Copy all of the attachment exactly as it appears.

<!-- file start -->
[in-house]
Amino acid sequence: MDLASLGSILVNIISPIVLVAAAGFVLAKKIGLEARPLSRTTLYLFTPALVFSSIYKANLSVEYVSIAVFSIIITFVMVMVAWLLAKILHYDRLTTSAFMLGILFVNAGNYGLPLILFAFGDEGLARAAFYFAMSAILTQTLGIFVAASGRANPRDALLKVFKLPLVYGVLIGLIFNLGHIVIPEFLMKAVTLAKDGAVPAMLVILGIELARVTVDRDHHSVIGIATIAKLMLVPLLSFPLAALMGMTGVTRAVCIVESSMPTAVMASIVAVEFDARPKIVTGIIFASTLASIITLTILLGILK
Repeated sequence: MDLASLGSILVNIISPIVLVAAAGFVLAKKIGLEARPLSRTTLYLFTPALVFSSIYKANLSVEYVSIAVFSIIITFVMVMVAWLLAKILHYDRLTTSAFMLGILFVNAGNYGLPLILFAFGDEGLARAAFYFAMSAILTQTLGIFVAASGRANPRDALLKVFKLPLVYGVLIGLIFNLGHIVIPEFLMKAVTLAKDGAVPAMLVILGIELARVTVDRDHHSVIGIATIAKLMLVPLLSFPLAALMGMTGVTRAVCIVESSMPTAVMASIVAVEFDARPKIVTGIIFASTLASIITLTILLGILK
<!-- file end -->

[in-house]
Amino acid sequence: MDLASLGSILVNIISPIVLVAAAGFVLAKKIGLEARPLSRTTLYLFTPALVFSSIYKANLSVEYVSIAVFSIIITFVMVMVAWLLAKILHYDRLTTSAFMLGILFVNAGNYGLPLILFAFGDEGLARAAFYFAMSAILTQTLGIFVAASGRANPRDALLKVFKLPLVYGVLIGLIFNLGHIVIPEFLMKAVTLAKDGAVPAMLVILGIELARVTVDRDHHSVIGIATIAKLMLVPLLSFPLAALMGMTGVTRAVCIVESSMPTAVMASIVAVEFDARPKIVTGIIFASTLASIITLTILLGILK
Repeated sequence: MDLASLGSILVNIISPIVLVAAAGFVLAKKIGLEARPLSRTTLYLFTPALVFSSIYKANLSVEYVSIAVFSIIITFVMVMVAWLLAKILHYDRLTTSAFMLGILFVNAGNYGLPLILFAFGDEGLARAAFYFAMSAILTQTLGIFVAASGRANPRDALLKVFKLPLVYGVLIGLIFNLGHIVIPEFLMKAVTLAKDGAVPAMLVILGIELARVTVDRDHHSVIGIATIAKLMLVPLLSFPLAALMGMTGVTRAVCIVESSMPTAVMASIVAVEFDARPKIVTGIIFASTLASIITLTILLGILK